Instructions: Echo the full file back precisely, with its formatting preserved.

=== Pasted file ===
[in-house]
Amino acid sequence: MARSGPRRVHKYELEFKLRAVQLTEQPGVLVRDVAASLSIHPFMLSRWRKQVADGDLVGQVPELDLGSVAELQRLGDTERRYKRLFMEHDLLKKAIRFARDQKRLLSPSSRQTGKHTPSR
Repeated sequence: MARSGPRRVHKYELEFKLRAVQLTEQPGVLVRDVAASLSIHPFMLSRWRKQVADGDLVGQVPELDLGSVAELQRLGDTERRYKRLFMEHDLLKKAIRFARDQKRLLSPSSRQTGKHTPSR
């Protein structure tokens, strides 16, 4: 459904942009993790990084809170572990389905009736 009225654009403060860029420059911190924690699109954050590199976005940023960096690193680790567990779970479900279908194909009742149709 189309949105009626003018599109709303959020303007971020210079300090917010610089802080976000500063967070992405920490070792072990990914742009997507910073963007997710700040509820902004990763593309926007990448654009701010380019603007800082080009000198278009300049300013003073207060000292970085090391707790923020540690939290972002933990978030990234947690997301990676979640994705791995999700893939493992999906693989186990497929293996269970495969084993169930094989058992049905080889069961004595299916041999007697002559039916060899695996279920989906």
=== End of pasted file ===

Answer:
[in-house]
Amino acid sequence: MARSGPRRVHKYELEFKLRAVQLTEQPGVLVRDVAASLSIHPFMLSRWRKQVADGDLVGQVPELDLGSVAELQRLGDTERRYKRLFMEHDLLKKAIRFARDQKRLLSPSSRQTGKHTPSR
Repeated sequence: MARSGPRRVHKYELEFKLRAVQLTEQPGVLVRDVAASLSIHPFMLSRWRKQVADGDLVGQVPELDLGSVAELQRLGDTERRYKRLFMEHDLLKKAIRFARDQKRLLSPSSRQTGKHTPSR
């Protein structure tokens, strides 16, 4: 459904942009993790990084809170572990389905009736 009225654009403060860029420059911190924690699109954050590199976005940023960096690193680790567990779970479900279908194909009742149709 189309949105009626003018599109709303959020303007971020210079300090917010610089802080976000500063967070992405920490070792072990990914742009997507910073963007997710700040509820902004990763593309926007990448654009701010380019603007800082080009000198278009300049300013003073207060000292970085090391707790923020540690939290972002933990978030990234947690997301990676979640994705791995999700893939493992999906693989186990497929293996269970495969084993169930094989058992049905080889069961004595299916041999007697002559039916060899695996279920989906």